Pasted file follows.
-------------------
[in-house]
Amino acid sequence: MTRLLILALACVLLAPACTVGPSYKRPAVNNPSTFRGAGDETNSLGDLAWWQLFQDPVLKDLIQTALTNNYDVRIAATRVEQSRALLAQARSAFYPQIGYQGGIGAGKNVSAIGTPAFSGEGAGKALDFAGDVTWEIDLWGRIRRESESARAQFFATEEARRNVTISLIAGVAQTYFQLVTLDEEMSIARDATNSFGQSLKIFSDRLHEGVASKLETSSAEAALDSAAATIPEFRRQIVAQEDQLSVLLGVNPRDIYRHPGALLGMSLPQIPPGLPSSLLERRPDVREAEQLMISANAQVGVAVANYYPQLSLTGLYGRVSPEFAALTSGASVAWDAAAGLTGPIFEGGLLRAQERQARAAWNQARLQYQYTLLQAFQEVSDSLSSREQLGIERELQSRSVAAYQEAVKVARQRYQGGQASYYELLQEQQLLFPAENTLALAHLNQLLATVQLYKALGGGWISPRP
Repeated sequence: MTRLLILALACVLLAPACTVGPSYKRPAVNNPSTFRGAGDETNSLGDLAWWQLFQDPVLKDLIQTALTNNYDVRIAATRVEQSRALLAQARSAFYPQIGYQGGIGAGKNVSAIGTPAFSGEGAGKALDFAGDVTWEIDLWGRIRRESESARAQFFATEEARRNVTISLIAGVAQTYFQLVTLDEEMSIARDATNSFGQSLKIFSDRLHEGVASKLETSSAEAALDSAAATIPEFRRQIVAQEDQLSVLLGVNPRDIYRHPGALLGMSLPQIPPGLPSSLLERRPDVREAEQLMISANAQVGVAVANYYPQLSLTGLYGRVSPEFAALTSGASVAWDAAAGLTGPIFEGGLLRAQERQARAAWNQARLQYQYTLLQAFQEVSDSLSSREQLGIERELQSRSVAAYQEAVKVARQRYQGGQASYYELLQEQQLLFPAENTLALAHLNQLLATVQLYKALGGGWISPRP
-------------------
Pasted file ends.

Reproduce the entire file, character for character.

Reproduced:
[in-house]
Amino acid sequence: MTRLLILALACVLLAPACTVGPSYKRPAVNNPSTFRGAGDETNSLGDLAWWQLFQDPVLKDLIQTALTNNYDVRIAATRVEQSRALLAQARSAFYPQIGYQGGIGAGKNVSAIGTPAFSGEGAGKALDFAGDVTWEIDLWGRIRRESESARAQFFATEEARRNVTISLIAGVAQTYFQLVTLDEEMSIARDATNSFGQSLKIFSDRLHEGVASKLETSSAEAALDSAAATIPEFRRQIVAQEDQLSVLLGVNPRDIYRHPGALLGMSLPQIPPGLPSSLLERRPDVREAEQLMISANAQVGVAVANYYPQLSLTGLYGRVSPEFAALTSGASVAWDAAAGLTGPIFEGGLLRAQERQARAAWNQARLQYQYTLLQAFQEVSDSLSSREQLGIERELQSRSVAAYQEAVKVARQRYQGGQASYYELLQEQQLLFPAENTLALAHLNQLLATVQLYKALGGGWISPRP
Repeated sequence: MTRLLILALACVLLAPACTVGPSYKRPAVNNPSTFRGAGDETNSLGDLAWWQLFQDPVLKDLIQTALTNNYDVRIAATRVEQSRALLAQARSAFYPQIGYQGGIGAGKNVSAIGTPAFSGEGAGKALDFAGDVTWEIDLWGRIRRESESARAQFFATEEARRNVTISLIAGVAQTYFQLVTLDEEMSIARDATNSFGQSLKIFSDRLHEGVASKLETSSAEAALDSAAATIPEFRRQIVAQEDQLSVLLGVNPRDIYRHPGALLGMSLPQIPPGLPSSLLERRPDVREAEQLMISANAQVGVAVANYYPQLSLTGLYGRVSPEFAALTSGASVAWDAAAGLTGPIFEGGLLRAQERQARAAWNQARLQYQYTLLQAFQEVSDSLSSREQLGIERELQSRSVAAYQEAVKVARQRYQGGQASYYELLQEQQLLFPAENTLALAHLNQLLATVQLYKALGGGWISPRP